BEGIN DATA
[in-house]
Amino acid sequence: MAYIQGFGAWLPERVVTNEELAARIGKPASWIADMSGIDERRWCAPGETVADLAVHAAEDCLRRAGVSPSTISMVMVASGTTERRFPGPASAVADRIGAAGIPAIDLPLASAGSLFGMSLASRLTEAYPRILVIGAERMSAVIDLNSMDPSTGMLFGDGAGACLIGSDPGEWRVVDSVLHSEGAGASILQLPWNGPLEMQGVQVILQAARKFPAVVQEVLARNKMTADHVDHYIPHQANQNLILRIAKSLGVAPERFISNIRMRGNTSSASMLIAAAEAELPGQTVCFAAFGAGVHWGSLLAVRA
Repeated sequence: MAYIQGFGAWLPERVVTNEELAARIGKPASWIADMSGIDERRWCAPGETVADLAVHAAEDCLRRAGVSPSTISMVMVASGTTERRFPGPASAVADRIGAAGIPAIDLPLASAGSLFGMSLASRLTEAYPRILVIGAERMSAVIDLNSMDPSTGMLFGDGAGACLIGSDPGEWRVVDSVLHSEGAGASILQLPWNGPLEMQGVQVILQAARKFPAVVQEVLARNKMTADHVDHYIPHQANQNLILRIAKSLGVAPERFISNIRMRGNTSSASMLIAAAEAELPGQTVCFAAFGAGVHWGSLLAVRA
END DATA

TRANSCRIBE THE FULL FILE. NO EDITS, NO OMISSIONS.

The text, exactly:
[in-house]
Amino acid sequence: MAYIQGFGAWLPERVVTNEELAARIGKPASWIADMSGIDERRWCAPGETVADLAVHAAEDCLRRAGVSPSTISMVMVASGTTERRFPGPASAVADRIGAAGIPAIDLPLASAGSLFGMSLASRLTEAYPRILVIGAERMSAVIDLNSMDPSTGMLFGDGAGACLIGSDPGEWRVVDSVLHSEGAGASILQLPWNGPLEMQGVQVILQAARKFPAVVQEVLARNKMTADHVDHYIPHQANQNLILRIAKSLGVAPERFISNIRMRGNTSSASMLIAAAEAELPGQTVCFAAFGAGVHWGSLLAVRA
Repeated sequence: MAYIQGFGAWLPERVVTNEELAARIGKPASWIADMSGIDERRWCAPGETVADLAVHAAEDCLRRAGVSPSTISMVMVASGTTERRFPGPASAVADRIGAAGIPAIDLPLASAGSLFGMSLASRLTEAYPRILVIGAERMSAVIDLNSMDPSTGMLFGDGAGACLIGSDPGEWRVVDSVLHSEGAGASILQLPWNGPLEMQGVQVILQAARKFPAVVQEVLARNKMTADHVDHYIPHQANQNLILRIAKSLGVAPERFISNIRMRGNTSSASMLIAAAEAELPGQTVCFAAFGAGVHWGSLLAVRA